Have you taken my communication style inventory yet? It's light and playful, yet it's informative. And, personally, I think I created an inventory that does what these things are intended to do. Once you learn your preferred style, it tells you what your strengths are, what PowerPhrases you could use more, and what Poison Phrases you likely need to watch out for. It shows you how to leverage who you are, but also how to balance who you are so others aren't expected to pick up the pieces for you. It then refers you to my PowerPhrases! book so you can learn more about communicating with other styles.
Too many people use style quizzes to justify bad behavior and limitations. Sure, it's good to know you like to get your ducks in a row before you speak, but that doesn't mean you never need to collaborate. Sure, it's wonderful that you're such a visionary. That doesn't justify setting people up for failure by creating new initiatives no one can implement. And don't withhold your honest observations and justify it as a style thing.
Penny and Mary were discussing the possibility of working on a project together. Mary was having a tough time figuring how to structure it because Penny's communication was so guarded that Mary had little idea of who Penny was, what Penny's strengths were and how it might best work to collaborate. She figured they'd find their connection at the longer meeting they had planned. Imagine her shock when Penny decided to bail before that meeting because she needed more structure! This was the first Mary had heard about Penny having any problem with the dialog at all.
Penny called it a style difference. Ironically, people who knew them both thought they had the same style. The real problem seemed to be that Penny wasn't saying what she meant and meaning what she said without being mean when she said it. She kept her concerns private until she snapped and pulled the plug. Mary felt blindsided.
And Mary agreed it wasn't a match, not because their styles were different. With good communication, styles can be bridged. But because Penny chose to keep information from Mary that she needed to relate effectively.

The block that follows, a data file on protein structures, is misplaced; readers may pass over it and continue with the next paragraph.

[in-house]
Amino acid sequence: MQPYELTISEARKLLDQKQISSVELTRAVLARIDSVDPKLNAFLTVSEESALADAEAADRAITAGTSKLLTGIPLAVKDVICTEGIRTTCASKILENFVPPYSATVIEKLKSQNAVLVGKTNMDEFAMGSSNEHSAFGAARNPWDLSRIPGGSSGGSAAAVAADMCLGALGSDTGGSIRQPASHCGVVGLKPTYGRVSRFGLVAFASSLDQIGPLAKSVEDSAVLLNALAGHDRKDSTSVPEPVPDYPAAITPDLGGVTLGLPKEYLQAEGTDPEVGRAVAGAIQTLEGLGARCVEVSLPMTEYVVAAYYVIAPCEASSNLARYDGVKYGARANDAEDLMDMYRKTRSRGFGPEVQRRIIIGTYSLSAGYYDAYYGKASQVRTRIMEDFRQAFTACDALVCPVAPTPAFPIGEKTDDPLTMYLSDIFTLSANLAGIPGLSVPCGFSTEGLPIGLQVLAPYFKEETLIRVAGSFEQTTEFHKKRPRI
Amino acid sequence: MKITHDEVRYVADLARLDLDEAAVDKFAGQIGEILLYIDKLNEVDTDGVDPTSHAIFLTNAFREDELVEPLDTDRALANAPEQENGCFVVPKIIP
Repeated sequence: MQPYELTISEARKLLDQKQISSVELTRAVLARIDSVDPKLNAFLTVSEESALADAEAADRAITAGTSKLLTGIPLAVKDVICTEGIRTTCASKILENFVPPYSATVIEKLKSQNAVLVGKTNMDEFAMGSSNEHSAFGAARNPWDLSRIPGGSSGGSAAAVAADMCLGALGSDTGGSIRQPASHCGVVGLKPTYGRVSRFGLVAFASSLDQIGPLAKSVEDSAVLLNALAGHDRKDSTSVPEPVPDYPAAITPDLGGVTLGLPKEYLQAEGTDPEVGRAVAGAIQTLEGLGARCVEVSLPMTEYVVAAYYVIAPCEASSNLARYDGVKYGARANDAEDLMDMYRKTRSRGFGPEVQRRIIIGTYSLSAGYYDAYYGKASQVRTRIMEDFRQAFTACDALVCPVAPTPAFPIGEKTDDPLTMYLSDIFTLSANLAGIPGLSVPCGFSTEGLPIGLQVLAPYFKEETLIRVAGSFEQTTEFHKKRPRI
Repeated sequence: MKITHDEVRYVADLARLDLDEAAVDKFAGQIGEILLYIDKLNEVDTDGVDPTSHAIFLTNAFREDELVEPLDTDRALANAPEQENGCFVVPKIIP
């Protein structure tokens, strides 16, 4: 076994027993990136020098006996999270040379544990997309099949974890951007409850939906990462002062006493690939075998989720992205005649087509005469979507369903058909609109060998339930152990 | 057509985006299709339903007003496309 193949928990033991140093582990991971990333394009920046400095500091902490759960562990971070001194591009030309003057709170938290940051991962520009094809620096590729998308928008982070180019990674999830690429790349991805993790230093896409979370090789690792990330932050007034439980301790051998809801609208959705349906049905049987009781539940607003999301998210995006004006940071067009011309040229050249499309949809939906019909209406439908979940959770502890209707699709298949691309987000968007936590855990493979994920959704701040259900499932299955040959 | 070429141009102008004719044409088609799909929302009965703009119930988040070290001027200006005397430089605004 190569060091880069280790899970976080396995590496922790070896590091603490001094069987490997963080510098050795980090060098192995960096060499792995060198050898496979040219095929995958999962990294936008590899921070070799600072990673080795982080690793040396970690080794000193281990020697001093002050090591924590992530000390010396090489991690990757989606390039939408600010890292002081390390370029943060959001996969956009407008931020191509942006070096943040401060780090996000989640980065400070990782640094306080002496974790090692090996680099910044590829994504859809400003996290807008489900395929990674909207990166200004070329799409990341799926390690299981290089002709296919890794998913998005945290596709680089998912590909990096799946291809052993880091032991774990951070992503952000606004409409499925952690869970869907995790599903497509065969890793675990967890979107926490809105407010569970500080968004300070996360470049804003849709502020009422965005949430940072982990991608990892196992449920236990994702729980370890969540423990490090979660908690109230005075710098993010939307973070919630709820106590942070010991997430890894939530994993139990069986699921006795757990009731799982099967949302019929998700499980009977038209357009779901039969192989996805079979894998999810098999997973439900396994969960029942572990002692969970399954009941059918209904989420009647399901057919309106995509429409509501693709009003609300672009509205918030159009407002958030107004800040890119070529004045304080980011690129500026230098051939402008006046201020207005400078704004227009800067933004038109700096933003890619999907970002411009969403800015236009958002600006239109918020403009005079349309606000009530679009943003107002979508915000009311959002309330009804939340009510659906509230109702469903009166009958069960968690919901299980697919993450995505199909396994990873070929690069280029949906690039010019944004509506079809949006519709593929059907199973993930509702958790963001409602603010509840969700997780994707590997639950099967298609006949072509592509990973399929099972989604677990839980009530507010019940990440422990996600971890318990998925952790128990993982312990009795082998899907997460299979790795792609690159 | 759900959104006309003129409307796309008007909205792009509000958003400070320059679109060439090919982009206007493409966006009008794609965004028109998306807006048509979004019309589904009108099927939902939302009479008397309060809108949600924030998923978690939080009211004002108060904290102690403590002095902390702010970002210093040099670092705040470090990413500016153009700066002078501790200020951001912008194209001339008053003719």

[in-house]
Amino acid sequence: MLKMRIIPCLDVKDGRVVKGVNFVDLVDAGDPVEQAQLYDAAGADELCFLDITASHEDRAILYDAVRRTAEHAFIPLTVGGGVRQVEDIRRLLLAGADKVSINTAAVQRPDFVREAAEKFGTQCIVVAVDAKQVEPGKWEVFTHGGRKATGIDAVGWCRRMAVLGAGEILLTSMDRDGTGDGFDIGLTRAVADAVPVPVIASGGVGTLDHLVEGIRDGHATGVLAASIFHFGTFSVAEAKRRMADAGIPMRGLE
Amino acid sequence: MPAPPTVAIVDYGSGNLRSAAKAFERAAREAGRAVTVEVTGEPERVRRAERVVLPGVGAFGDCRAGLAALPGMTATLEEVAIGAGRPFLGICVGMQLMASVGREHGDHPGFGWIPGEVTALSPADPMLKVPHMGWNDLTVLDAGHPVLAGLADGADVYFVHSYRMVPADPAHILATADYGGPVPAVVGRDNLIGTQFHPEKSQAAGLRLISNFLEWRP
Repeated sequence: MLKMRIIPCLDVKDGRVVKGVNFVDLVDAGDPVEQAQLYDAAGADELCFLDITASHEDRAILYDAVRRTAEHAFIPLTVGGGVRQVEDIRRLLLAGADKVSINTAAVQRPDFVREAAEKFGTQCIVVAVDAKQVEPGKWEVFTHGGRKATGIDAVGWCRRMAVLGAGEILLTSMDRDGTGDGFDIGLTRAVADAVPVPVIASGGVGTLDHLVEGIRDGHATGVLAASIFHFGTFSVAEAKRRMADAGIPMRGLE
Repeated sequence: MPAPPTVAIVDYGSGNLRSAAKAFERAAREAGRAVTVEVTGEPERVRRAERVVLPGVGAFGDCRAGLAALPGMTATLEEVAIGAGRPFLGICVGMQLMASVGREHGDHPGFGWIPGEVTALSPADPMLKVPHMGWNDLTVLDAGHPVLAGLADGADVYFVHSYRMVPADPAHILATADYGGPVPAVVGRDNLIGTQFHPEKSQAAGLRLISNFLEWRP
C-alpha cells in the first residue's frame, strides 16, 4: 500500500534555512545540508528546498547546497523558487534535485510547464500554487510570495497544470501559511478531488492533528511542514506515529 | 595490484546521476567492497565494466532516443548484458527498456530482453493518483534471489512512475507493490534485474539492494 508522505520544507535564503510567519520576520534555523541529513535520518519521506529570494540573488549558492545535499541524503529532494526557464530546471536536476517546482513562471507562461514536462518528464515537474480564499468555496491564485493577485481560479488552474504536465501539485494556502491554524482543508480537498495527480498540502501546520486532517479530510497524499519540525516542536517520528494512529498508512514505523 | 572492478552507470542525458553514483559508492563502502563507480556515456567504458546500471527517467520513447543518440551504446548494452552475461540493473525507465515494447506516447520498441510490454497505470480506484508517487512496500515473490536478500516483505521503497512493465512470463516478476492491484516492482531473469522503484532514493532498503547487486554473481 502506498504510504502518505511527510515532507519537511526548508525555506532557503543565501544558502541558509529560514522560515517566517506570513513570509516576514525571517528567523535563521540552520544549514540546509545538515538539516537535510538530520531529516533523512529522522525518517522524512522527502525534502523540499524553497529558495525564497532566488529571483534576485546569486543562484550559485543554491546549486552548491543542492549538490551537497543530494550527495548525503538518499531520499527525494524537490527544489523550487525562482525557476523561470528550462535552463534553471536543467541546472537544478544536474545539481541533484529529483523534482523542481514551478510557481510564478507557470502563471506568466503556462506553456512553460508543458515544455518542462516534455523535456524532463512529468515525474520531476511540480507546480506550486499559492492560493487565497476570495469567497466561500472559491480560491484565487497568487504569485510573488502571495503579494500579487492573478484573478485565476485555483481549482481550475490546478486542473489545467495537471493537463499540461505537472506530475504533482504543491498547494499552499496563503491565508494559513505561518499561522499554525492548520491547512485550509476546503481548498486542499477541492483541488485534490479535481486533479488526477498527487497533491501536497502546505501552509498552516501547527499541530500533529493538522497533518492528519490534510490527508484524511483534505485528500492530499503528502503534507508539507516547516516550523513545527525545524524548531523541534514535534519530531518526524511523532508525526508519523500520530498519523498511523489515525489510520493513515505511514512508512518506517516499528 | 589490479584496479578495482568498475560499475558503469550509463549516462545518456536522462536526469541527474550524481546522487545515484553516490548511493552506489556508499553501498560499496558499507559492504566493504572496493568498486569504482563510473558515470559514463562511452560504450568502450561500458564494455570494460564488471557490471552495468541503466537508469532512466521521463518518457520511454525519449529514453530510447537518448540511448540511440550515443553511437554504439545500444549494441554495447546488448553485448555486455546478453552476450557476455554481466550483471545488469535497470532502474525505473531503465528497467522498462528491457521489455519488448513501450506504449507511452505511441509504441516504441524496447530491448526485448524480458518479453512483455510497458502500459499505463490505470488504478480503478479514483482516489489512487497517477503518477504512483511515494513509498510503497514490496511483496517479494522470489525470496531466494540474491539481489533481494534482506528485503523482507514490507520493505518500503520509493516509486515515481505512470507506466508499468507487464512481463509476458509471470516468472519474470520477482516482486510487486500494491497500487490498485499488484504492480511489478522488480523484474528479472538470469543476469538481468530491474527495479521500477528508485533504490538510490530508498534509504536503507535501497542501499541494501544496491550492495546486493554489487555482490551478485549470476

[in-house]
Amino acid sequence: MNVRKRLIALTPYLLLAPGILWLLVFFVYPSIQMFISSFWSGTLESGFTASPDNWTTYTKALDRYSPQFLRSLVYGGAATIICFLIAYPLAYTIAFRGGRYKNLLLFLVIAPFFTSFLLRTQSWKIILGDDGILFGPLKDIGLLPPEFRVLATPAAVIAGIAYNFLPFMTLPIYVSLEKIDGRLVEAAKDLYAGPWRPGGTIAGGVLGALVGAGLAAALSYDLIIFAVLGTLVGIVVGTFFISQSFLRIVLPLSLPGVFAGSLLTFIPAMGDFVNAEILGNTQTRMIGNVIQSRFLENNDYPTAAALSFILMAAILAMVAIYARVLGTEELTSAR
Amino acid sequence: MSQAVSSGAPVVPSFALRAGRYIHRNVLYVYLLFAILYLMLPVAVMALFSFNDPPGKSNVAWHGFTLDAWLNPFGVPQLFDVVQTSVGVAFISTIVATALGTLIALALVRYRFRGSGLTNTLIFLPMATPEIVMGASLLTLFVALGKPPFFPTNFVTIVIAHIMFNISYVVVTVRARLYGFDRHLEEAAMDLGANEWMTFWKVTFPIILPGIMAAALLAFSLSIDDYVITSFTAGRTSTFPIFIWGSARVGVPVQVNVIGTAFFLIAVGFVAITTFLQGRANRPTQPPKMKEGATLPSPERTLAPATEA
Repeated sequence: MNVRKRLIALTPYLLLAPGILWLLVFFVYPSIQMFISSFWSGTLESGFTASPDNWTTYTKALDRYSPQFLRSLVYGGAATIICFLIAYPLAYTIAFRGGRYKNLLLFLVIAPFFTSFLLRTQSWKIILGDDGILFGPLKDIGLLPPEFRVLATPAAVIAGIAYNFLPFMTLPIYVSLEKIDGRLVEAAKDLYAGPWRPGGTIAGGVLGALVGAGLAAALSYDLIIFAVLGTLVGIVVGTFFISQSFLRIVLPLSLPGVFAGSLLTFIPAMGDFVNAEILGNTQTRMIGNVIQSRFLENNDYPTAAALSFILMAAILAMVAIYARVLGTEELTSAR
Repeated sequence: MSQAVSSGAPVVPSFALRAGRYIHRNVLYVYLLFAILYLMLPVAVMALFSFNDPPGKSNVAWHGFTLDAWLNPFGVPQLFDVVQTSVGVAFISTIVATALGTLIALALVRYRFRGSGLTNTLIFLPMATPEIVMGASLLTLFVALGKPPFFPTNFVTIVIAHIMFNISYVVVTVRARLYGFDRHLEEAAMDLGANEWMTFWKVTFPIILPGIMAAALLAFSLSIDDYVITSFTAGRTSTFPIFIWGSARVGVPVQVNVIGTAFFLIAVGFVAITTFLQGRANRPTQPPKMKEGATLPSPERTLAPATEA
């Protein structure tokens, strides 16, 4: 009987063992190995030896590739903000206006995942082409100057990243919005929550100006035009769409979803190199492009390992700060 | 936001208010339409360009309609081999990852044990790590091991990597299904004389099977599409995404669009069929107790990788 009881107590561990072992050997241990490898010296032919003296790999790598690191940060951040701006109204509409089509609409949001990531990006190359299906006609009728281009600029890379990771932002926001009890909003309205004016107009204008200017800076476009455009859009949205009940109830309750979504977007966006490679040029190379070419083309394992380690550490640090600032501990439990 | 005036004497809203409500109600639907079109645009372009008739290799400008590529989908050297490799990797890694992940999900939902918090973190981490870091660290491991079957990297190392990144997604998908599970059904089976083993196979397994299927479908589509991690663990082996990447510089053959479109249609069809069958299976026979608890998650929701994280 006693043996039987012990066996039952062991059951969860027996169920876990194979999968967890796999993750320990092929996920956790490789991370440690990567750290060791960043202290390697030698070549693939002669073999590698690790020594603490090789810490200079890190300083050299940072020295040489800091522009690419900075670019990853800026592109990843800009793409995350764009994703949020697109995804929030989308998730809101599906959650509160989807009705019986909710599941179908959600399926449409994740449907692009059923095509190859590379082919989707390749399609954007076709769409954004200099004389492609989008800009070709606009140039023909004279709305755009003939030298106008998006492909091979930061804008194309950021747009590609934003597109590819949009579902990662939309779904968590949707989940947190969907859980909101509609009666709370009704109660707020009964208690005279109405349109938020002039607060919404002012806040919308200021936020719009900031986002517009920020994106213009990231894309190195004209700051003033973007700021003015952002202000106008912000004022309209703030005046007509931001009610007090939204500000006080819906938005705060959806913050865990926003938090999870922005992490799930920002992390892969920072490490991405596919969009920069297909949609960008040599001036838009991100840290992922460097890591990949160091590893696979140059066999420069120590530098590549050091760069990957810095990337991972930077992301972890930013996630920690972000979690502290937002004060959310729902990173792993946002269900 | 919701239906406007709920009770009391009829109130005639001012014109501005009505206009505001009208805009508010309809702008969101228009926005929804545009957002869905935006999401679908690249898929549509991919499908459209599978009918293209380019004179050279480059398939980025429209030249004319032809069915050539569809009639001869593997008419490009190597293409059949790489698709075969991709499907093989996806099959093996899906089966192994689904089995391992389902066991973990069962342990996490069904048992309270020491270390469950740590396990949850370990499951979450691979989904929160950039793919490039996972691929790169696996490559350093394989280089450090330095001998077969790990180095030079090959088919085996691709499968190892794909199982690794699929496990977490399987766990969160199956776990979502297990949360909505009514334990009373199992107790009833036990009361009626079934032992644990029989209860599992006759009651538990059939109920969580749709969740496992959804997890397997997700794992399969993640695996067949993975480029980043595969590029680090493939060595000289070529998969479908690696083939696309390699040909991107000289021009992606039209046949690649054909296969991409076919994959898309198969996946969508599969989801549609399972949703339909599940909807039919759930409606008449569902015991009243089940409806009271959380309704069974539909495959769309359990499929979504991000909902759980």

How about you? Do you justify your limits and hide bad behavior behind a style category? Or do you use that information to tap into your strengths and help you understand where your style might be a challenge for others so you can find a way to relate that works for everyone?
Some of my phrases come from others. Some come from observation. Some come from deep reflection. And some fall out of my mouth, and I observe, thinking, that was interesting! That was effective!
I'm attending training with people it's very good for me to network with. I find myself continuously saying things that create a sense of a group. For example, I got in the shuttle and said,
Are your my training buddies today?
I referred to my table mates as my
I continuously and spontaneously find myself referring to the people around me in ways that referred to a relationship. Those words create a sense of being a part of a group - and I find it results in dinner invitations with people who might just have included people they already knew, people looking out for my interests and so on.
I admit, I don't know what I might say next. But it feels right and has a nice effect, so I won't interfere with my natural tendencies here.
I'm working on a table of contents for an ice-breaking book for McGraw Hill. At first I wan't inspired by the topic, but I found my inspiration when talking with wise friends about what makes an ice-breaker matter. They used words like purposeful, and forward moving. Suddenly it all clicked in. I was a bit turned off by the plethora of meeting openers and activities that have little or nothing to do with the meeting at hand. You know, talking about your favorite pet as a child. But once we started talking about the deeper purpose of our proposed phrases, I felt inspired.
None of us likes the word ice-breaker very much. For one thing, it focuses on getting rid of what we don't want - ice - instead of what we do want - warmth and trust. And we want warmth and trust so we can get in alignment with each other. But alignment is only another step. Alignment is far better than working at cross-purposes, but it's not as dynamic as synergy. Synergy taps into everyone's creativity in ways that allow for forward movement.
So we go from ice-breaking to warmth and trust to alignment to synergy. I'd love to title the book Perfect Phrases to Melt the Ice to Create Alignment that Evolves into Synergy, but I know it won't fly.
I'm sure once I've had more time to synergize with my buddies, the perfect title will come. I love the creative process, even if I often wish it would move more quickly than it does.